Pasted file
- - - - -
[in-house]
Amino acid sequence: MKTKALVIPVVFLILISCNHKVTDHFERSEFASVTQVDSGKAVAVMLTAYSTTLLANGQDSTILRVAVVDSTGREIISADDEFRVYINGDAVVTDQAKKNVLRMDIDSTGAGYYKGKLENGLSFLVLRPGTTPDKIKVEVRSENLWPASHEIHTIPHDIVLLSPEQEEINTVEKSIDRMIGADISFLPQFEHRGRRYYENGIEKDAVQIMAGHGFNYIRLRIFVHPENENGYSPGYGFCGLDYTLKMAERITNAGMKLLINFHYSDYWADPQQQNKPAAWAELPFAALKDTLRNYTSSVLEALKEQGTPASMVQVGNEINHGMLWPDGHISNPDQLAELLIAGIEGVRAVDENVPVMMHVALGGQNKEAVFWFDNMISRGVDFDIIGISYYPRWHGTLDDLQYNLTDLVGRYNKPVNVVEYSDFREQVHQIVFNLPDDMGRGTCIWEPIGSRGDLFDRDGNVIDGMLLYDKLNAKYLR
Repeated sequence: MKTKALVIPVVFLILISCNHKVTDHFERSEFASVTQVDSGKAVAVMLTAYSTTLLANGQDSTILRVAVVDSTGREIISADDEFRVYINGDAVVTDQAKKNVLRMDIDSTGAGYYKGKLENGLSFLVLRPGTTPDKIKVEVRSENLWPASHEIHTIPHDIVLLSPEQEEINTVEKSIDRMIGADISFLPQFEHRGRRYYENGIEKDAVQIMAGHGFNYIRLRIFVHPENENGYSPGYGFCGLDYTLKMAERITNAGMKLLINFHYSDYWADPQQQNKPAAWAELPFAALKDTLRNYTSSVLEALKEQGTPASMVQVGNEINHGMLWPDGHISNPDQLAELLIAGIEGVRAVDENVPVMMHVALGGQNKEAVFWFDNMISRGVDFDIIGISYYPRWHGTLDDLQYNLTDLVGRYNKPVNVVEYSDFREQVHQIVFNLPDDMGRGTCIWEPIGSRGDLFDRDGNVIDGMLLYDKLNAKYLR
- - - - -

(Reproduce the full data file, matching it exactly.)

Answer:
[in-house]
Amino acid sequence: MKTKALVIPVVFLILISCNHKVTDHFERSEFASVTQVDSGKAVAVMLTAYSTTLLANGQDSTILRVAVVDSTGREIISADDEFRVYINGDAVVTDQAKKNVLRMDIDSTGAGYYKGKLENGLSFLVLRPGTTPDKIKVEVRSENLWPASHEIHTIPHDIVLLSPEQEEINTVEKSIDRMIGADISFLPQFEHRGRRYYENGIEKDAVQIMAGHGFNYIRLRIFVHPENENGYSPGYGFCGLDYTLKMAERITNAGMKLLINFHYSDYWADPQQQNKPAAWAELPFAALKDTLRNYTSSVLEALKEQGTPASMVQVGNEINHGMLWPDGHISNPDQLAELLIAGIEGVRAVDENVPVMMHVALGGQNKEAVFWFDNMISRGVDFDIIGISYYPRWHGTLDDLQYNLTDLVGRYNKPVNVVEYSDFREQVHQIVFNLPDDMGRGTCIWEPIGSRGDLFDRDGNVIDGMLLYDKLNAKYLR
Repeated sequence: MKTKALVIPVVFLILISCNHKVTDHFERSEFASVTQVDSGKAVAVMLTAYSTTLLANGQDSTILRVAVVDSTGREIISADDEFRVYINGDAVVTDQAKKNVLRMDIDSTGAGYYKGKLENGLSFLVLRPGTTPDKIKVEVRSENLWPASHEIHTIPHDIVLLSPEQEEINTVEKSIDRMIGADISFLPQFEHRGRRYYENGIEKDAVQIMAGHGFNYIRLRIFVHPENENGYSPGYGFCGLDYTLKMAERITNAGMKLLINFHYSDYWADPQQQNKPAAWAELPFAALKDTLRNYTSSVLEALKEQGTPASMVQVGNEINHGMLWPDGHISNPDQLAELLIAGIEGVRAVDENVPVMMHVALGGQNKEAVFWFDNMISRGVDFDIIGISYYPRWHGTLDDLQYNLTDLVGRYNKPVNVVEYSDFREQVHQIVFNLPDDMGRGTCIWEPIGSRGDLFDRDGNVIDGMLLYDKLNAKYLR